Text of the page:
Thursday, February 09, 2012

Reading Roundup: January 2012

Please Look After Mom by Kyung-Sook Shin

This is one of my new favorite books to recommend to people. It's translated from Korean and a little hard to describe, partly because the bare bones of the plot make it sound uninteresting and partly because the narration has an impossible-to-describe poignancy that is hard to convey in a simple review. Read it--you won't regret it.

The Beginning of After
by Jennifer Castle

This was a fairly standard YA book about a girl learning to cope with life after her family was killed in a car accident (haven't I read something like this before?). It wasn't that bad, but it wasn't that memorable either.

Letters in the Jade Dragon Box by Gale Sears

This was a book that I really wanted to like more than I did. I think the main problem is that it is marketed as adult fiction, but the level of the writing and the age of the protagonist (and the plot) make it feel very YA. In fact, a somewhat younger YA. It's a good book, but I think I was expecting something a little more meaty than what I got.

The Influencing Machine
by Brooke Gladstone and Josh Neufeld

This is a book that was more meaty than I expected. It was a thought-provoking exploration of the media throughout history. I thought it worked well and I really liked the way the artwork interacted with the text.

The Future of Us by Jay Asher and Carolyn Mackler

This book was fun simply because I was also a high-school student in 1996 and am now a social-media user. Some aspects of the plot didn't do much for me, but I did like some of the subtle messages about choices and consequences. I'm not sure how much those messages would get through to teens reading the book, though; this felt more like a YA novel aimed at the 30-somethings who would remember the good old days of dial-up and AOL.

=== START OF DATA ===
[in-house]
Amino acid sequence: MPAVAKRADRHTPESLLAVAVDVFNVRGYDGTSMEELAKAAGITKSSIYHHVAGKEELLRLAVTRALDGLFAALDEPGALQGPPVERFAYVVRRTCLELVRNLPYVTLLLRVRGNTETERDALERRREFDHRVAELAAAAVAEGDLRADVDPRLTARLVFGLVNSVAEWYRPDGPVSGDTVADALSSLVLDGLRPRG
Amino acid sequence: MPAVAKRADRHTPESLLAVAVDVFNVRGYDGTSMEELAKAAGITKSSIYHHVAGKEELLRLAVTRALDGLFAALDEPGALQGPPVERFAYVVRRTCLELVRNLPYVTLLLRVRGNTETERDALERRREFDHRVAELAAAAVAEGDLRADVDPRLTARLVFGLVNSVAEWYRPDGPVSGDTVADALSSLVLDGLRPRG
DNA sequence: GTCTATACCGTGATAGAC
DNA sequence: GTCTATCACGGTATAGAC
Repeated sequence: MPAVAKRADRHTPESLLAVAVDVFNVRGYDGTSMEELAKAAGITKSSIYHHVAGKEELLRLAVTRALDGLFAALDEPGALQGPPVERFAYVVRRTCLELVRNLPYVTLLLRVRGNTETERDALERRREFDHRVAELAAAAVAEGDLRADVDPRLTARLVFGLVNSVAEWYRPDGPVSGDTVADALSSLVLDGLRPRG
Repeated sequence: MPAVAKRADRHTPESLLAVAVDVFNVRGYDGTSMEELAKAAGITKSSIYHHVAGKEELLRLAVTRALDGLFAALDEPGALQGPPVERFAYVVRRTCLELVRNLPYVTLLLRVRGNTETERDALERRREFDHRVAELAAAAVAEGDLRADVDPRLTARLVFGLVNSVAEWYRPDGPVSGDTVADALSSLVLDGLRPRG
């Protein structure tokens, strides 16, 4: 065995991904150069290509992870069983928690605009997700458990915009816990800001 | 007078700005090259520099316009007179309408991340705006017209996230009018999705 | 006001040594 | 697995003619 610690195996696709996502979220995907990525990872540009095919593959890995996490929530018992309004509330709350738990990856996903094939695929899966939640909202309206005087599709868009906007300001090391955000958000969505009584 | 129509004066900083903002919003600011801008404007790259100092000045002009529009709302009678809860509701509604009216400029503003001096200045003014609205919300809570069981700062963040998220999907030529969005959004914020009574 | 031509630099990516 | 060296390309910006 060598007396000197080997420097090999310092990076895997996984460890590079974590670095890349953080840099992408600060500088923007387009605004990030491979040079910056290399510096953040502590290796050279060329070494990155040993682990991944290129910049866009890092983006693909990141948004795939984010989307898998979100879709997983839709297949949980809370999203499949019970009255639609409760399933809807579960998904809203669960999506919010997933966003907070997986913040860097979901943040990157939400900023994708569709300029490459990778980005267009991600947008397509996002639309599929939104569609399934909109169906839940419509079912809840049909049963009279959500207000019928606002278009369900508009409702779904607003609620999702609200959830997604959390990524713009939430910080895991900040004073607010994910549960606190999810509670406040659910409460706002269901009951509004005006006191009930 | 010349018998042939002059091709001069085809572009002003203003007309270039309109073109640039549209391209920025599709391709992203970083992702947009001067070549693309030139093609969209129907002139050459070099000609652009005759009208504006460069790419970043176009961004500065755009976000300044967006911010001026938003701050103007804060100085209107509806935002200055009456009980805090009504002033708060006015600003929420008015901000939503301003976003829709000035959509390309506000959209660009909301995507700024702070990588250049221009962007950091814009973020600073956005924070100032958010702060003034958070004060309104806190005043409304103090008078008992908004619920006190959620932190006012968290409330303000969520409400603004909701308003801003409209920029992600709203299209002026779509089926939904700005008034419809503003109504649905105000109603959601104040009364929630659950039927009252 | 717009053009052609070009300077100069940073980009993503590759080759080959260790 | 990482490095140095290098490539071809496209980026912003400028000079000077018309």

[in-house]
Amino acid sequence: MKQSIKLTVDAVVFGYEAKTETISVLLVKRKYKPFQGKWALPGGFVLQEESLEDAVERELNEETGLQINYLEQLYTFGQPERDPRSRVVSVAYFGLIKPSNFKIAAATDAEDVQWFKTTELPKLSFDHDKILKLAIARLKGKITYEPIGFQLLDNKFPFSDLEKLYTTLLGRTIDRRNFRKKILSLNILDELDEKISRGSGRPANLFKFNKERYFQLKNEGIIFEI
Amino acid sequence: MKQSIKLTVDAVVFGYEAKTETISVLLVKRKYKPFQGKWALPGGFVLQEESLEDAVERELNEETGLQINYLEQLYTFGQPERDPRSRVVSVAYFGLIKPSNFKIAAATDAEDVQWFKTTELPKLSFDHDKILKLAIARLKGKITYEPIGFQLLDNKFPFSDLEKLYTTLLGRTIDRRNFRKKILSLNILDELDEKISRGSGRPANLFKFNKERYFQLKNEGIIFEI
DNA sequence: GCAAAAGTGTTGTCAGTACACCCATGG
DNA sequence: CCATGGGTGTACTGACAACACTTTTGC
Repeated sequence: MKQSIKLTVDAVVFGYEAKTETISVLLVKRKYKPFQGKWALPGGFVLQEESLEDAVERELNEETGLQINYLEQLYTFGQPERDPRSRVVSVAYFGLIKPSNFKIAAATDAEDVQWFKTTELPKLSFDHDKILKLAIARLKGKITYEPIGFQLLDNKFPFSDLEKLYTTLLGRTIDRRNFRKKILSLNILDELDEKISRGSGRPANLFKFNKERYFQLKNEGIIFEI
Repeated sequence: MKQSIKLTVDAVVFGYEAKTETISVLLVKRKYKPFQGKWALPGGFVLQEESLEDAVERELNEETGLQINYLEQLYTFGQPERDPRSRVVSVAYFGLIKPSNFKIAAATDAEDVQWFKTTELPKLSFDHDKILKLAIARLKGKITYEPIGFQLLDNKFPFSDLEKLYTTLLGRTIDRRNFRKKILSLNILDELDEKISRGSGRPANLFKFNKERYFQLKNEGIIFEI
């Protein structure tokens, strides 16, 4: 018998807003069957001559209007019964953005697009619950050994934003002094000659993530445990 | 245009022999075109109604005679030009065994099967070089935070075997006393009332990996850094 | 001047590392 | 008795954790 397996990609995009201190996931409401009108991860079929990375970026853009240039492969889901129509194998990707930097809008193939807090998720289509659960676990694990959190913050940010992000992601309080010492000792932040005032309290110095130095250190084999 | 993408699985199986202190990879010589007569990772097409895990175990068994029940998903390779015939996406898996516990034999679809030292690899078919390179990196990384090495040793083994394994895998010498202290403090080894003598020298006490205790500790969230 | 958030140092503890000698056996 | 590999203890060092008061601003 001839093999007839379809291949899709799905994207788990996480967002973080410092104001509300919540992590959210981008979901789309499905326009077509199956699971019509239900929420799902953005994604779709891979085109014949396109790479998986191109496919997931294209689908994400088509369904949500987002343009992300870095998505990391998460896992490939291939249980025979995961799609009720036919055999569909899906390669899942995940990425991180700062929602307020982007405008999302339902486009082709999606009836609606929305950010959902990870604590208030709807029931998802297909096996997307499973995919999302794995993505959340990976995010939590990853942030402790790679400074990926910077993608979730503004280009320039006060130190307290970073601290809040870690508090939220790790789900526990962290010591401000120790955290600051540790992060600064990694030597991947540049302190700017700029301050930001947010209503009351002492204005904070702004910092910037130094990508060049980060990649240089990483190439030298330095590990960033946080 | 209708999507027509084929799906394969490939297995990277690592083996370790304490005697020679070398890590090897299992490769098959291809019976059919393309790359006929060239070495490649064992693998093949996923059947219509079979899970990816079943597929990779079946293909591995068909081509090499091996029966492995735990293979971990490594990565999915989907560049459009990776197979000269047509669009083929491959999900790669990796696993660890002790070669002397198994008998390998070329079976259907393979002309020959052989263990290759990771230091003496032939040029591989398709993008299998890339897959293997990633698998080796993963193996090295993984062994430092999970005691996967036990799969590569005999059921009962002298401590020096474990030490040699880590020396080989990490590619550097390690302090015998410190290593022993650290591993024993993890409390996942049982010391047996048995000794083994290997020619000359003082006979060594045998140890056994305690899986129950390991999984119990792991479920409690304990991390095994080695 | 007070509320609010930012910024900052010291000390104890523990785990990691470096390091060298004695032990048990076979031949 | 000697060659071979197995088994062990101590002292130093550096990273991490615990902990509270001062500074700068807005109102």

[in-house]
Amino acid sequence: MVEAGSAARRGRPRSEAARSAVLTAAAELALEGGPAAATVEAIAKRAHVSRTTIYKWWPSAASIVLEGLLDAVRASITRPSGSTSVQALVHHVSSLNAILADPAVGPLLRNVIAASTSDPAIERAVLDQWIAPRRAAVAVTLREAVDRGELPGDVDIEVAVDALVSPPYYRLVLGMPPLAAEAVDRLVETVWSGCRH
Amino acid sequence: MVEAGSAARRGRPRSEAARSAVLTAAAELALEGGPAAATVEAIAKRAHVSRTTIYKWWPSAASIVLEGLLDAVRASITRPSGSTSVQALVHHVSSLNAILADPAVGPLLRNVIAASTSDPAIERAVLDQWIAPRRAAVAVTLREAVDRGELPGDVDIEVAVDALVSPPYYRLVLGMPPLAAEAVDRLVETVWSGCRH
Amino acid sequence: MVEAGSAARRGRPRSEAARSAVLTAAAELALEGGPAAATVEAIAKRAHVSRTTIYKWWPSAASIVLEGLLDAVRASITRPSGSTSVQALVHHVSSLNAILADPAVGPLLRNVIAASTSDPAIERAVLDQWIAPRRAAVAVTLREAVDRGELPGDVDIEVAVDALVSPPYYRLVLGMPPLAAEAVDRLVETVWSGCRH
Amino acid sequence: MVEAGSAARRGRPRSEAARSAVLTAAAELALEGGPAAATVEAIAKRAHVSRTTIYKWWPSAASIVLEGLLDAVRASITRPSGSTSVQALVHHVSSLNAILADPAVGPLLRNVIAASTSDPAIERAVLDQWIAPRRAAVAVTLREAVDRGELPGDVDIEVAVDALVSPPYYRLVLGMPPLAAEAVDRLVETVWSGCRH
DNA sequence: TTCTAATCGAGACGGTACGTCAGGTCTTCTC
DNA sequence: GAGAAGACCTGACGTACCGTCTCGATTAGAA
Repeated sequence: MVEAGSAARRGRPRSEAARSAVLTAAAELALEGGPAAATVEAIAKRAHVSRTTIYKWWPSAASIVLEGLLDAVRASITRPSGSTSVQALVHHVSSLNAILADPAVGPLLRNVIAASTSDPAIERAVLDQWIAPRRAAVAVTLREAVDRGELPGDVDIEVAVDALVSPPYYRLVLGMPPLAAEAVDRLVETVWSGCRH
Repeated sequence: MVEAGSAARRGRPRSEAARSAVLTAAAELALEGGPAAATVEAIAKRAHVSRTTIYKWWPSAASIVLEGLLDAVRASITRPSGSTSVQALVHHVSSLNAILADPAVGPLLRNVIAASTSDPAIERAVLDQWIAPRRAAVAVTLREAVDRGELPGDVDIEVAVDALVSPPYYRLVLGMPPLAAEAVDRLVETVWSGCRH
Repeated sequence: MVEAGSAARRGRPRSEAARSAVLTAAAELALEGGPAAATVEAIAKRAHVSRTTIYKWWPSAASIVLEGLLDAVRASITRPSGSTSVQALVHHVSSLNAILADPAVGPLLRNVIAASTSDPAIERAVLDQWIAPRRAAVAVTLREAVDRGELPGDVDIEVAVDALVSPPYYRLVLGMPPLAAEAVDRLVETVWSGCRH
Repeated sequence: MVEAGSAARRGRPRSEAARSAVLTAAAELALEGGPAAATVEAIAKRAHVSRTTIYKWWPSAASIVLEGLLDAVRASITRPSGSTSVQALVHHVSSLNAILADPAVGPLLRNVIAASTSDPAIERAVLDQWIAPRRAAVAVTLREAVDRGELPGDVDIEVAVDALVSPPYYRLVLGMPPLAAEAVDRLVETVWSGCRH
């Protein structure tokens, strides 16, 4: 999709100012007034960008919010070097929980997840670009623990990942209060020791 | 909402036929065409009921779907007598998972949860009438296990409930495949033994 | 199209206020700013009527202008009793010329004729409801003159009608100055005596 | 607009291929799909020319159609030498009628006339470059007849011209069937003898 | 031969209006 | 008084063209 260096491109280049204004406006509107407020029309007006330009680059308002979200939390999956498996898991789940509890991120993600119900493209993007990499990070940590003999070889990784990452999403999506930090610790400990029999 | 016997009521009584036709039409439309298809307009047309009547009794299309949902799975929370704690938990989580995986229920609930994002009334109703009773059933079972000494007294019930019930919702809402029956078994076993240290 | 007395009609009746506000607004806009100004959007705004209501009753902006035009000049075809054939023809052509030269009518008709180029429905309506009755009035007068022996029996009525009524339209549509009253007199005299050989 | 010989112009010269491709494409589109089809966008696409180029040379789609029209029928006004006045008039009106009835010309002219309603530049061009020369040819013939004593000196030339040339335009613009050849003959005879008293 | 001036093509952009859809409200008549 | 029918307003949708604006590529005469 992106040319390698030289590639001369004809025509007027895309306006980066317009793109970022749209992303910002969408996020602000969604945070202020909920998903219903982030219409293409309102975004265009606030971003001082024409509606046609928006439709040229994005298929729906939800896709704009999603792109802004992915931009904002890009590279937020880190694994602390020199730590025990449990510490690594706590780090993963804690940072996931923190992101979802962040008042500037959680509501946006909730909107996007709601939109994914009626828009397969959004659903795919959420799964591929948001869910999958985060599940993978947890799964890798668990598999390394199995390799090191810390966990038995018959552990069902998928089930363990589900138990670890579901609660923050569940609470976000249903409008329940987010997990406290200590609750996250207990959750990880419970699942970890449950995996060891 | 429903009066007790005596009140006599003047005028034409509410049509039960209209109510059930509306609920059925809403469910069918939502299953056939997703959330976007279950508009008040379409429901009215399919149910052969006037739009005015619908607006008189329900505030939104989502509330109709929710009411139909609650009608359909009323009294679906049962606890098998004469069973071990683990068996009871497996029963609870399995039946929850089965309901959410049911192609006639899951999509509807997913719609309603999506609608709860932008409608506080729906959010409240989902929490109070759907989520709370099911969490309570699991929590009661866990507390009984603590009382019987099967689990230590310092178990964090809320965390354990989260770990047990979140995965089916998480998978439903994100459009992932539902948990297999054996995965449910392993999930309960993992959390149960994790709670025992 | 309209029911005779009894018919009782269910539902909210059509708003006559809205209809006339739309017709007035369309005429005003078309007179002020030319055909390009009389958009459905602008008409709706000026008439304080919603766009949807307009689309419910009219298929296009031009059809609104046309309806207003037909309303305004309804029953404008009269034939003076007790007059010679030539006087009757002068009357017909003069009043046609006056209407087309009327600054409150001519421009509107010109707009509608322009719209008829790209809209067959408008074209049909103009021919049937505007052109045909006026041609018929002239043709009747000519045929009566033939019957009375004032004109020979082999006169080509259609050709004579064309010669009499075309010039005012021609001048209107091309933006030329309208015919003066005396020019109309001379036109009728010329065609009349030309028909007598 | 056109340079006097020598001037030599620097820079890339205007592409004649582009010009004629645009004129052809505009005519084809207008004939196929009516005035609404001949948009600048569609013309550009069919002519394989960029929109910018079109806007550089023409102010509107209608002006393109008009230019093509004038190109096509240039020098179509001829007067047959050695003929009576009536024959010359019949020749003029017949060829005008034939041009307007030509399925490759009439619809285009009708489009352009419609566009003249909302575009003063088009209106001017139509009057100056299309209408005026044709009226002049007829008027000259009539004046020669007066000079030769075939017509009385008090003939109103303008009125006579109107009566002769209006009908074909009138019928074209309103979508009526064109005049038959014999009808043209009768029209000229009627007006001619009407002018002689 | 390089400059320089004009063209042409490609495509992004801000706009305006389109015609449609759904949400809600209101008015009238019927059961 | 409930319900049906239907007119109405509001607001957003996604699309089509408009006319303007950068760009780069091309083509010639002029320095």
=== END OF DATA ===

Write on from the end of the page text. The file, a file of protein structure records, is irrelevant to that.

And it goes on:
Fires of Jerusalem
by Marilyn Brown

I think this book had potential, but I just couldn't get into it. I felt like none of the characters were developed well, especially the main character. I also felt like the author was trying too hard to describe the entirety of Jeremiah's life and I found myself wishing we could spend more time thoughtfully examining particular episodes instead of trying to get through 70 years in one book.

Home from the Meadows by Gerald Names

The only thing I can say about this book is that it is an excellent example of why having a good editor is key in creating a good book. If you want to know what's wrong with self-publishing, try reading this (the key word there is "try").

The Wise Man Returns
by Kenny Kemp

This book was a surprise to me; the main character and the setting were so vividly rendered that I still find myself thinking about them several weeks after finishing the book. I didn't like the ending very much but the first two-thirds of the book were just wonderful.

LIE by Caroline Bock

Another book with potential that just didn't quite make it for me. The author chose a hot-button issue and write compassionately about it, but moving the narration around between so many characters left me feeling even more confused about people's motivations.

Movies

In a Better World

This movie was quite good, but a bit heavy-handed in spots. I listened to an interview with the director and she talked about the idea of wanting to challenge the notion (both inside and outside Denmark) that Danes are all the same and that "all is well in Denmark". I think she did a good job exploring this idea and has made a fine film.

The Tree of Life


What can I say about this movie? I need to think about it more and probably watch it again. It's one of the few films I've ever seen that seems to speak purely to emotion. I usually pay attention to technical details, and form, and plot, but this movie was almost purely a sensory/emotional experience. I don't know if that makes it a 'good' or 'bad' movie--I haven't decided yet.

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